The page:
1. Betty Cooper
I began collecting Archie Comics when I was 4 or 5. Every time my father went to the store, he would ask if I wanted to come along because he knew I couldn't wait to acquire a new issue or double digest. The rivalry between Betty Cooper and Veronica Lodge for the affections of Archie Andrews was gripping. Considering the number of Archies I acquired over the years, I can tell you that freckle-faced redhead could not get it together. Betty one day, Veronica the next, and sometimes that grease-ball Reggie would complicate the whole scenario. Veronica was edgy. She was spoiled and sassy. But I loved Betty. I know, I know, she was a bit of a square because she was too nice, but she had a ponytail (a very important detail to a little Asian girl with a bowl haircut)! She helped the elderly! She was proof that nice girls finish at the very least, in the middle (as long as you were still a good-looking, fresh faced blonde that never aged) and sometimes on top!
2. Nancy Drew
In the second grade I won an award for reading the most books in one year, a prize I earned by reading every Nancy Drew book in our elementary school library. Nancy was what every little girl aspired to be (that is, before we learned how to be text-messaging prosti-tots). She had a blonde bob and wore fitted, yet demure dresses. She always had a flashlight and was just so gosh darned inquisitive! In the early novels, she did not attend school or hold a proper job, subsisting on her hunger for clues and crime-solving. Nancy was also the reason why I frequently pranced around in my mother's trench coat with a notepad and pen and plastic magnifying glass.
3. Stacey, Jessica & Elizabeth
Following the Nancy years was my obsession with Sweet Valley High and, to a lesser extent, The Babysitters' Club. In the latter, I was instantly drawn to Stacey McGill and Claudia Kishi. Stacey for her long blonde hair and Laura Ashley dresses, and Claudia for all her stashed junk food (a habit I continue to this day. There are Mini Eggs in my sock drawer). I particularly felt a kinship to Stacey after she developed a misguided teen crush on her teacher, a mistake I had also made in the 4th grade. Sure, she was a bit uptight, but she was from the city, and like, totally pretty and popular. My hometown was dumpier than Stoneybrook, so the idea of being from New York seemed even more amazing.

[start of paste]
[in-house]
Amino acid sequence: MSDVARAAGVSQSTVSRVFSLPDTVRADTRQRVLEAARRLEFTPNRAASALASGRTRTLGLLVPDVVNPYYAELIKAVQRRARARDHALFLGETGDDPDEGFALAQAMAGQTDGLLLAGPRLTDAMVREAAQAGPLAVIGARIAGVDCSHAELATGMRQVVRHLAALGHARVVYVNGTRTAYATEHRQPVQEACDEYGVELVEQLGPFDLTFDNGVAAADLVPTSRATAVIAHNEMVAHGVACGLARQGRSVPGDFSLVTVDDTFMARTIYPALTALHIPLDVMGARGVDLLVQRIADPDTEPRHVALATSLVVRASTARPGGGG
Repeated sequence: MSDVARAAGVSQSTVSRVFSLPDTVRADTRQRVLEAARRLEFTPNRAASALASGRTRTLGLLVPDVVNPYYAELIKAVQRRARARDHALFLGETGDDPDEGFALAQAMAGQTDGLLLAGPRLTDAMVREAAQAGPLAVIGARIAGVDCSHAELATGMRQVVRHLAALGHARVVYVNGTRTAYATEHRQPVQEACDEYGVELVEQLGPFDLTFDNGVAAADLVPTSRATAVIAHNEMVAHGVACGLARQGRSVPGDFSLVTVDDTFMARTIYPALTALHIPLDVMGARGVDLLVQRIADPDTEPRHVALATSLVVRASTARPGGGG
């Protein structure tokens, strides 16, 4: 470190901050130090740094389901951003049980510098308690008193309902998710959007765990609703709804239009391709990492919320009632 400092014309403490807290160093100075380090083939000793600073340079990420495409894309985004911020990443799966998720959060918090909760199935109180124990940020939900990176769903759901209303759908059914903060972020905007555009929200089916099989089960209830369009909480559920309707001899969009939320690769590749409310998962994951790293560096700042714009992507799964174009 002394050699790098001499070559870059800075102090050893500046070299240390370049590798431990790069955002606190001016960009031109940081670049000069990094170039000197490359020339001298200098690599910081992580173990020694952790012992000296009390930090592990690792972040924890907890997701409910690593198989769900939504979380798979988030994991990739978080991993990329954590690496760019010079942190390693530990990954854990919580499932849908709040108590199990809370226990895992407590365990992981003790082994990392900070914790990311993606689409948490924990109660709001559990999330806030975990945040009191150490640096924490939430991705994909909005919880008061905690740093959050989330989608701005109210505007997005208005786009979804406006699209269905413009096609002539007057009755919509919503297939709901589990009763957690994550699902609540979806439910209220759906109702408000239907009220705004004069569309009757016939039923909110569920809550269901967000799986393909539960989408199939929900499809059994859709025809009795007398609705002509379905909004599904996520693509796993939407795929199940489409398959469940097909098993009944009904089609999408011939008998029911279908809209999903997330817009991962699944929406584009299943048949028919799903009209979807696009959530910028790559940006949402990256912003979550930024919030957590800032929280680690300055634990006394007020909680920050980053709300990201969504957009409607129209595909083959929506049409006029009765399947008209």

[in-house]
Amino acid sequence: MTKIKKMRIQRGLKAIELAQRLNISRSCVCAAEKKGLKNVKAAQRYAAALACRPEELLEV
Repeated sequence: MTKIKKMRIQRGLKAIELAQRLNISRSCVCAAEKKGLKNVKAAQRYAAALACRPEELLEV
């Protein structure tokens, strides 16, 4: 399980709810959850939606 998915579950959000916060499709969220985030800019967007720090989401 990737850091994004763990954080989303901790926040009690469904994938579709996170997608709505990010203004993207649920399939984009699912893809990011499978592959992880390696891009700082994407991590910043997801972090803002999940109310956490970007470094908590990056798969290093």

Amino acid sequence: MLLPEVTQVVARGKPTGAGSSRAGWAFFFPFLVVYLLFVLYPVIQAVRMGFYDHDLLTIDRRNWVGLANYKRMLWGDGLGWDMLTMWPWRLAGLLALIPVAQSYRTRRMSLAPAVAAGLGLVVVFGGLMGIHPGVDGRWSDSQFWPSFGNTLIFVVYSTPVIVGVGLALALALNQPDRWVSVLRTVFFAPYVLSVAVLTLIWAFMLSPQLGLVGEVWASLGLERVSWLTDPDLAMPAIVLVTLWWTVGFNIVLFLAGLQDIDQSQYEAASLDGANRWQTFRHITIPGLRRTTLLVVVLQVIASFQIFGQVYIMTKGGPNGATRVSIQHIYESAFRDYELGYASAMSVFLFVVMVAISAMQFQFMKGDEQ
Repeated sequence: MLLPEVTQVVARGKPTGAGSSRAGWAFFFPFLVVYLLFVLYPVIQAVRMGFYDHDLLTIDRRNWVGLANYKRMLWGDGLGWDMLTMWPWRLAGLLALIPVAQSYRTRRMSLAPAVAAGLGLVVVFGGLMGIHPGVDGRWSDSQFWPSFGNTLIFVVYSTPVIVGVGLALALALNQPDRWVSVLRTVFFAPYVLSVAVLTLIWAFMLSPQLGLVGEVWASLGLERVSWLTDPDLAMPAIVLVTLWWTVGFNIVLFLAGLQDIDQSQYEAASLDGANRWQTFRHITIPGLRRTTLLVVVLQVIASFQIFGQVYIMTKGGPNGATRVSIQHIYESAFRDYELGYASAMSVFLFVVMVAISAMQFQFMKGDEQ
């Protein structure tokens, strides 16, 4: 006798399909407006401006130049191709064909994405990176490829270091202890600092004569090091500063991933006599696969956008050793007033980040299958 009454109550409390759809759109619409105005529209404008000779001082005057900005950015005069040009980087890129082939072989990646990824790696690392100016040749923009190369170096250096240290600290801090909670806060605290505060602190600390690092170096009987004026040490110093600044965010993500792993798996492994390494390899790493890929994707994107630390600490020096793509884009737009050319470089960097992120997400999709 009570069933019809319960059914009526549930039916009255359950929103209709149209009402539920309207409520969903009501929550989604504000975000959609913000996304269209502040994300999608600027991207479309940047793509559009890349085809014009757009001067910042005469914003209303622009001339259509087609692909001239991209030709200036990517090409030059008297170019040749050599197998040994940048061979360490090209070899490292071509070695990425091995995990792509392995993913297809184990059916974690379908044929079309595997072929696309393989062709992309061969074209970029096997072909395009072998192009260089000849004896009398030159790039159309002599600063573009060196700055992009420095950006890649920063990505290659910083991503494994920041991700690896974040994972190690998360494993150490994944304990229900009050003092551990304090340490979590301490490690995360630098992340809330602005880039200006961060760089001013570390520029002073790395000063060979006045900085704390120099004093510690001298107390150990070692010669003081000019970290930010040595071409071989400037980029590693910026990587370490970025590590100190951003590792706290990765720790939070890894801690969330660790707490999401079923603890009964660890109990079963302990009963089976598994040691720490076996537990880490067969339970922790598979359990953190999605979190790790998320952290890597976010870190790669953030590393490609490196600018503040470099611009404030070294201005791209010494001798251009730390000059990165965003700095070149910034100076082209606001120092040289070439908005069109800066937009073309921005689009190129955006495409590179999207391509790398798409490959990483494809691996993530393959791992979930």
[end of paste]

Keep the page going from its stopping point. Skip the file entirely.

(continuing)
The Babysitters' Club just filled the time in between Sweet Valley books for me. I read them all, Sweet Valley Twins, Sweet Valley High, that weird Sweet Valley Saga series, and even that special collection of murder mysteries. Jessica and Elizabeth Wakefield were my idols. They were a writer and a cheerleader living in sunny California, driving a Fiat with their plethora of friends and boyfriends. Oh, and their dad's name was Ned. That's pretty perfect. I also watched the brief SVH television series staring Brittany and Cynthia Daniels, the Double Mint twins. The show was awful, but I could not help tuning in to this blonde twosome's escapades. Unfortunately, the original books have modernized the Wakefield twins, and they are now perfect size 4 bloggers who drive a Jeep Cherokee. Despite this, I am still eagerly anticipating the Diablo Cody screenplay for a new Sweet Valley movie. Maybe Justin Bieber will play Todd?
5. My Girl
Two blondes. Coming of age. Bee sting. No need for further details, you all understand.
This is a tenuous one. I am not sure it counts, really. But it might indicate my bias towards blondes. I only watched Dawson's Creek for 2 seasons, and it was kind of awful. But in the celibate love triangle between Dawson, Jen, and Joey, I was more on Team Jen than that annoying Katie Holmes, even though everyone else fell for her over-the-top tomboy girl-next-door shoulder acting. Jen, like Stacey McGill, was from the big city, and she was a bit easy. Sounds like a lot more fun than smelling like a fishy creek girl.
Actually, I think this just indicates how much I hate Katie Holmes. No points for Jen, I kind of dislike her too. She may have been the beginning of my move away from blonde obsession, a shift that has culminated in my current vehement distaste for Betty Draper.
7. The Curveball
Despite this movement away from blonde support, a strong player on the pro-blonde team is still Alexander Skarsgard.